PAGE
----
Crafting Your Job for Greater Satisfaction at Work

Job crafting is the process of re-designing your job to suit you better. To begin, examine your job duties, work relationships, and perceptions about your job and identify what satisfies you and what you dislike. Be aware that job crafting does have some limitations. It is possible to burn yourself out by taking on too many new tasks, even if they interest you. If you find that there is too much of a gap between what you do and what you want to be doing, it might be time to search for a new job or go back to school to gain the skills for the job that you want.

If you've ever felt trapped in a job that doesn't interest you or give you meaning, you know how draining that experience can be. Often, that's a sign that it's time to look for a new job. However, that might not be an option for you if the job market is bad or you don't yet have the skills you need to be hired into the job that you want. That's where job crafting can help you.

The term"job crafting" was created by Professors Amy Wrzesniewski and Jane Dutton in their 2001 paper "Crafting a Job: Revisioning Employees as Active Crafters of their Work." It refers to the process of re- designing your job so that it suits you better. In the process of job crafting, you will examine your job duties, your work relationships, and your own perceptions about your job.

Crafting Your Job Duties

To make changes to your job duties, first, make a list of the tasks that you do regularly. Identify the things that you enjoy because you find them fun to do, they allow you to use your strengths, or they give you meaning. If nothing immediately comes to mind, try keeping a log throughout the day and write down the things that you do and how they make you feel. For each thing that you enjoy, create a plan to perform that task more often or make that aspect of your job more central to your role. For example, if you enjoy the times that you are able to directly help your colleagues, you might make a plan to reach out to more teams and collaborate on more projects across departments.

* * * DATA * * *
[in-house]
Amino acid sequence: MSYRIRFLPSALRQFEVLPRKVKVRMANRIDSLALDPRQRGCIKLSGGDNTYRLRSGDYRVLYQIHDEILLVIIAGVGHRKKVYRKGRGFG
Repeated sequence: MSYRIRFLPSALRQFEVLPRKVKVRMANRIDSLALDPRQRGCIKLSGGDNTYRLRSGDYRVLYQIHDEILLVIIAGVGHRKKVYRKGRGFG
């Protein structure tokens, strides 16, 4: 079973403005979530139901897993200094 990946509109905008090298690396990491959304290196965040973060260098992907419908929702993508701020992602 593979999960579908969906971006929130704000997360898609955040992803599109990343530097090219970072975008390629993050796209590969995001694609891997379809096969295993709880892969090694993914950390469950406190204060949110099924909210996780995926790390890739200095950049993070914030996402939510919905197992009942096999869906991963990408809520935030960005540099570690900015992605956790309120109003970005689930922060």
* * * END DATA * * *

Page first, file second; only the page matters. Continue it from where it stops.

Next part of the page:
Think about how you can minimize the tasks that you don't enjoy. You probably won't be able to altogether eliminate tasks that are central to your role, at least not without permission from your boss, but you can probably alter the processes that you use to perform them. For example, if you don't enjoy creating your department's annual budget but you do enjoy collaborating with your team, come up with a way to turn budgeting into a collaborative process.

You can also change the number of tasks you have on your plate. If you have too many, see if you or your boss can delegate some of your duties. If you have too few, talk to your boss about taking on more. Changing your job duties has the potential to be the most precariouIs area for job crafting, make sure that your changes don't have a negative impact on the outcomes that are valued and measured by your bosses and colleagues.

If you are crafting your duties to develop the skills you need to get the job you want, identify what you're lacking. Do some job searching and save a few postings that interest you. Of the skills listed as"required" and "preferred," identify those that you don't have. Next, identify ways that you can develop those skills in your current position. Do you need web design skills?

Maybe you could cross-train with someone at your organization who is responsible for this and serve as a backup for them when they're on vacation. Do you need management experience? Maybe you can lead a committee within your organization or volunteer to coach a sports team on the weekends. Plan ways that you can develop each skill within the boundaries of your current job to grow your resume in the direction you want to go.


There are many reasons why your relationships at work might be less than satisfactory. Fortunately, you can develop the relationships you feel you're lacking through job crafting. Take some time to reflect on your relationships at work. What do you feel you're missing? If you have negative relationships with your boss or coworkers, you can make a plan to repair them through your own actions or possibly involve Human Resources. Often, less-than-satisfactory relationships at work aren't as dramatically bad as that; they are simply relationships that fall short of what you'd like them to be. An example is a boss who is not interested in your professional development. You probably won't be able to make that boss take an interest, but you can seek out a mentor outside of your organization who can help you with your professional growth.

It is also important to have friendships at work to feel more connected to your organization and prevent feelings of loneliness. If you don't have any good options on your own at once, make an effort to seek out a friend in a different department or maybe even in a different organization within your same field. A work friend can serve as a confidant who can help you problem-solve your professional frustrations and provide you with support and camaraderie.


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